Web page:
In Paris, a black man is given chase by four white men. They capture him and transfer him handcuffed by car to a house. The wealthy proprietor Mr. Amafi (Frank Finlay) shows ups at the house. He tells Angelo to kill the boy even though he is the Emir’s son. Meanwhile, in New York, John Shaft (Richard Roundtree) chases off some kids trying to steal his hub caps. Getting back to his place he is greeted by some Africans. Refusing to cooperate with them, they overpower him and throw him in the car. Awaking in a horse stable naked, Shaft gathers his senses and then fights bare ass naked against one of his African captors. After being knocked unconscious, he awakens underneath heavy lights. A loud speaker tells him to walk for the next eight hours under the lights and then they can talk. Shaft comes up with a better plan, so he is introduced to Emir Ramila, leader of the Manta tribe of East Africa. His two counterparts are Wassa- his brains- and Osiat – his strong right arm. Ramila offers Shaft twenty five thousand to work with them by becoming a slave. Ramila’s man Gadala explains that two months earlier a truck had traveled from Italy into France. When the truck had begun to catch on fire, the driver had broken up the back doors and the chained up slaves in the back filed out. Ramila wants Shaft to infiltrate the group that is rounding up Africans on the Ivory Coast and turning them into slaves. In order for this to work, Shaft must be rounded up. To assist him is the beautiful daughter of Ramila, Aleme.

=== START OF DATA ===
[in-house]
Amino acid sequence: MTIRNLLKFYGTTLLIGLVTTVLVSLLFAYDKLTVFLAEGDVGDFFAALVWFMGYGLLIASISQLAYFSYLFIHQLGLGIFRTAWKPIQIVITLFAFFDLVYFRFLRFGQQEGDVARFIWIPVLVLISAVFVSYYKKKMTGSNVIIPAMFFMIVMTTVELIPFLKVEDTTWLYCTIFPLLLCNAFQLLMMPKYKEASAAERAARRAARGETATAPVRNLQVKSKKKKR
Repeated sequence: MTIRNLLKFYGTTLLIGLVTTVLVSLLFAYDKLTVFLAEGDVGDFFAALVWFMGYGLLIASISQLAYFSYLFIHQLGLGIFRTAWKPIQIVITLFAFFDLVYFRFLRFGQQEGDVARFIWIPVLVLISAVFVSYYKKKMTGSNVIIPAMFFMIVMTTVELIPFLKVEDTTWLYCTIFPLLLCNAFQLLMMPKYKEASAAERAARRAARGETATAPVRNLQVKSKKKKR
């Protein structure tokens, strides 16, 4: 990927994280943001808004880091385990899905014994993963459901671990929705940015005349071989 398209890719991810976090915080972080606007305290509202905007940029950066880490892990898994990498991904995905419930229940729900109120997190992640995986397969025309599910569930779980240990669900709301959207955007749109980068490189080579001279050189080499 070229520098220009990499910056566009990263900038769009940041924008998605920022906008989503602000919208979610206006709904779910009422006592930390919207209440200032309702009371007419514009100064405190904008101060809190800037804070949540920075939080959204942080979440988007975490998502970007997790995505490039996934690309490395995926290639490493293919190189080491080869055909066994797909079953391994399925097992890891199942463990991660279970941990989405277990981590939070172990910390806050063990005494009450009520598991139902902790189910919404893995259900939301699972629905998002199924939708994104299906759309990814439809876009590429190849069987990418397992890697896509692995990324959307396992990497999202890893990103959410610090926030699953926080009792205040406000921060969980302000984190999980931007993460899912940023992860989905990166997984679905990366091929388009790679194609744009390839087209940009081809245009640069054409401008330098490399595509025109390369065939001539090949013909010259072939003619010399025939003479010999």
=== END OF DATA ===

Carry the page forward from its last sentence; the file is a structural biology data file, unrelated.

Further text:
The third John Shaft film is a pretty large departure from the previous two entries. Where the previous two films were set in and around Harlem, the third film makes no attempt whatsoever to put John Shaft in his natural setting. For whatever reason they decided that John Shaft needed to be taken out of his element and dropped into a tale involving modern day enslavement. It’s a choice that I think shows Hollywood’s total misunderstanding of what made the Blaxploitation genre work. In films like Cleopatra Jones, Shaft, and Superfly, the main characters are rooted in a lifestyle that is determined by their urban surroundings. These films were about showing black people wielding power over their circumstances. The harsh realities of urban life in the Seventies are shown consistently in these films: pushers, addicts, gamblers, pimps, poverty, racism, and dirty cops. In Shaft in Africa, the producers of the film lose the pulse of the movement in which John Shaft was important. Unlike the previous films which were written by Ernest Tidyman and based upon his original novel, Shaft in Africa is written by Sterling Silliphant, the author of The Towering Inferno. This film screams of being a script that the studios already owned and decided to adapt into a John Shaft film. I mean, does it make any sense for them to seek out detective John Shaft to infiltrate a slavery ring in Africa and Paris? Therefore, Shaft in Africa is best viewed as a campy sequel that nobody needed. As a pure entertainment, it works. The movie feels somewhat like a James Bond film akin to a Live or Let Die due to Shaft going incognito. The reason the film works as an entertainment is due to two things: Richard Roundtree’s cocksure swagger and the over the top lines given to him. The film basically has Shaft allude to his sexual prowess as often as possible. If you find all of this not just a little hilarious, this film will provide some good laughs.